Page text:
To elucidate the presence of CBoV-2 genes in various organs due to either hemorrhagic spreading or actual localization as viral tropism, ISH was performed in samples that were PCR positive. Apart from the brain, strong nuclear hybridization signals were detected in villous epithelia and lymphocytes in thymus and lymph nodes (Fig 4). Weaker ISH-positive signals were noted in the nucleus of the myocardium (Fig 4E). No signals were detected in other tested organ sections. Details on the PCR and ISH results are provided in S2 Table.

Fig 4.

CBoV-2 infection in dogs no. 008CP4 (A-B) and no. 038CP3 (C-E). Photomicrographs demonstrate H&E staining (A) and CBoV-2 ISH (B–E). Variable numbers of enterocytes contained large, bright eosinophilic, intranuclear inclusion bodies (inset). (B). Diffuse strong hybridization signals were localized in the nucleus of enterocytes (red precipitates), the cells of which contained inclusion bodies (inset). (C) Strong hybridization signals were observed in the nucleus of mononuclear cells (inset) of the thymus and (D) mesenteric lymph nodes. (E) Nuclear hybridization signals were observed in myocardial cells (inset). Hematoxylin (pale blue) was used as a counterstain. Bars indicate 25 μm (A–E).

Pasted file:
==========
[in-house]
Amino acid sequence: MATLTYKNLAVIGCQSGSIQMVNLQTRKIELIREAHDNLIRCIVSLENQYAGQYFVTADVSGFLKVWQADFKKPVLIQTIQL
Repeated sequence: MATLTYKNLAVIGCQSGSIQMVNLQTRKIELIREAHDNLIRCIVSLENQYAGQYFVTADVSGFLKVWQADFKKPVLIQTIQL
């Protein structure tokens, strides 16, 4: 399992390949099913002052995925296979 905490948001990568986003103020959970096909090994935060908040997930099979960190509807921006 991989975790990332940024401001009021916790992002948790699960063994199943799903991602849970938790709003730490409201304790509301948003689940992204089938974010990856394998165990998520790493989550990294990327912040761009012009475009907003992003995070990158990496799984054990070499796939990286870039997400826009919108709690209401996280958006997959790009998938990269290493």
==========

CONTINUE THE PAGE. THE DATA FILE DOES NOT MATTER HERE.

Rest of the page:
Viremia induced by BoVs increases the possibility of dissemination of the virus to various organs and tissues [5,11,18,21,22]. If the virus can adapt to infect resident cells, novel tropism may result in infection of new cells. Apart from gastrointestinal and respiratory diseases, recent studies have implicated HBoVs in encephalopathy/encephalitis [12,13,1517]. In this study, we hypothesized that CBoVs may disseminate to the CNS where they may be associated with neurological disorders in canines, similar to those found in HBoV-infected humans. However, this hypothesis is not definitively proved by fulfilling the Koch’s postulates due to the lack of a cell culture system for CBoV-2 propagation. Therefore, this study only conducted the controlled study of diseased and healthy animals to provide insight into this assumption. Since this study investigated on the rabies-negative brain samples, we only detected the CBoV-2 genome (with no presence of other common canine viral neuropathogens such as CDV, CAdVs, and CPV) in brain tissue of the ED group but not the CD group. The detection of CBoV-2 in ED brains corresponded with optical determination of viral localization using ISH and TEM, suggesting that CBoV-2 plays a potential role in encephalitis. This study also revealed the presence of CBoV-2 antigen in other organs, corresponding with the PCR and ISH results.